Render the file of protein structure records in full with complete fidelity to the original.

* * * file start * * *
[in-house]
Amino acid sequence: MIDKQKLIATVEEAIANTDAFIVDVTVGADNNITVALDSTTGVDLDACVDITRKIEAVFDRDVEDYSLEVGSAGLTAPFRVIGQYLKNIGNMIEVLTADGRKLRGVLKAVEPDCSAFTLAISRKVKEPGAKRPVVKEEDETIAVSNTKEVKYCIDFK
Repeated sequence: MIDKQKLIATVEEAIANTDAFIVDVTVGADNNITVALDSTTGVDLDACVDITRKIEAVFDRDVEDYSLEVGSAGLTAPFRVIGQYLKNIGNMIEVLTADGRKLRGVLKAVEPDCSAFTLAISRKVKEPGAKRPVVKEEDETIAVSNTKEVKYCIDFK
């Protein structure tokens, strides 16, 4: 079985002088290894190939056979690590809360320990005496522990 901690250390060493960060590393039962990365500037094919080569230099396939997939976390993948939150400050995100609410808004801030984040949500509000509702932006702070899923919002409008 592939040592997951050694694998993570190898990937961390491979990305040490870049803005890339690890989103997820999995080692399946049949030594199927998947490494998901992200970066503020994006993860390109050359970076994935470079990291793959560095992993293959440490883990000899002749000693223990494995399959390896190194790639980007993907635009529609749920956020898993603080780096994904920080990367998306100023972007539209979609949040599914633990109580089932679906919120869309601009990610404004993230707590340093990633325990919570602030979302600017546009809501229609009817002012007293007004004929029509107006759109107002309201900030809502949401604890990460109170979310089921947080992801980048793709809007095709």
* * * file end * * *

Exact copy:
[in-house]
Amino acid sequence: MIDKQKLIATVEEAIANTDAFIVDVTVGADNNITVALDSTTGVDLDACVDITRKIEAVFDRDVEDYSLEVGSAGLTAPFRVIGQYLKNIGNMIEVLTADGRKLRGVLKAVEPDCSAFTLAISRKVKEPGAKRPVVKEEDETIAVSNTKEVKYCIDFK
Repeated sequence: MIDKQKLIATVEEAIANTDAFIVDVTVGADNNITVALDSTTGVDLDACVDITRKIEAVFDRDVEDYSLEVGSAGLTAPFRVIGQYLKNIGNMIEVLTADGRKLRGVLKAVEPDCSAFTLAISRKVKEPGAKRPVVKEEDETIAVSNTKEVKYCIDFK
């Protein structure tokens, strides 16, 4: 079985002088290894190939056979690590809360320990005496522990 901690250390060493960060590393039962990365500037094919080569230099396939997939976390993948939150400050995100609410808004801030984040949500509000509702932006702070899923919002409008 592939040592997951050694694998993570190898990937961390491979990305040490870049803005890339690890989103997820999995080692399946049949030594199927998947490494998901992200970066503020994006993860390109050359970076994935470079990291793959560095992993293959440490883990000899002749000693223990494995399959390896190194790639980007993907635009529609749920956020898993603080780096994904920080990367998306100023972007539209979609949040599914633990109580089932679906919120869309601009990610404004993230707590340093990633325990919570602030979302600017546009809501229609009817002012007293007004004929029509107006759109107002309201900030809502949401604890990460109170979310089921947080992801980048793709809007095709």